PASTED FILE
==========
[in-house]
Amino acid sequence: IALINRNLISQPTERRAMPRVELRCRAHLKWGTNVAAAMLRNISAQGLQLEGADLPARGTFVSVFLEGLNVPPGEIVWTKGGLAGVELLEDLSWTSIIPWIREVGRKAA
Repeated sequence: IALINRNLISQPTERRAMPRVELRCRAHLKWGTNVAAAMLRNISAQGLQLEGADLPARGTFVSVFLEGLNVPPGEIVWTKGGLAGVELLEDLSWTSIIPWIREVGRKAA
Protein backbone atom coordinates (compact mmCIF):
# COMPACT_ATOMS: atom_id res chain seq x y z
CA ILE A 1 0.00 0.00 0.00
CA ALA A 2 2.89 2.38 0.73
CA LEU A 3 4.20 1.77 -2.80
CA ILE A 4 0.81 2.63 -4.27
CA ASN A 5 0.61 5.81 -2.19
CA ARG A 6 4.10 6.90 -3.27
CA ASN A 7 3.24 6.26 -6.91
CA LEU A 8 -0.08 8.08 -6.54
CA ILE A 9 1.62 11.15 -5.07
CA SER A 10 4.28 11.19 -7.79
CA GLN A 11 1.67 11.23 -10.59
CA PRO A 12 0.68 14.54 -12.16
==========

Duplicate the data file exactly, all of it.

[in-house]
Amino acid sequence: IALINRNLISQPTERRAMPRVELRCRAHLKWGTNVAAAMLRNISAQGLQLEGADLPARGTFVSVFLEGLNVPPGEIVWTKGGLAGVELLEDLSWTSIIPWIREVGRKAA
Repeated sequence: IALINRNLISQPTERRAMPRVELRCRAHLKWGTNVAAAMLRNISAQGLQLEGADLPARGTFVSVFLEGLNVPPGEIVWTKGGLAGVELLEDLSWTSIIPWIREVGRKAA
Protein backbone atom coordinates (compact mmCIF):
# COMPACT_ATOMS: atom_id res chain seq x y z
CA ILE A 1 0.00 0.00 0.00
CA ALA A 2 2.89 2.38 0.73
CA LEU A 3 4.20 1.77 -2.80
CA ILE A 4 0.81 2.63 -4.27
CA ASN A 5 0.61 5.81 -2.19
CA ARG A 6 4.10 6.90 -3.27
CA ASN A 7 3.24 6.26 -6.91
CA LEU A 8 -0.08 8.08 -6.54
CA ILE A 9 1.62 11.15 -5.07
CA SER A 10 4.28 11.19 -7.79
CA GLN A 11 1.67 11.23 -10.59
CA PRO A 12 0.68 14.54 -12.16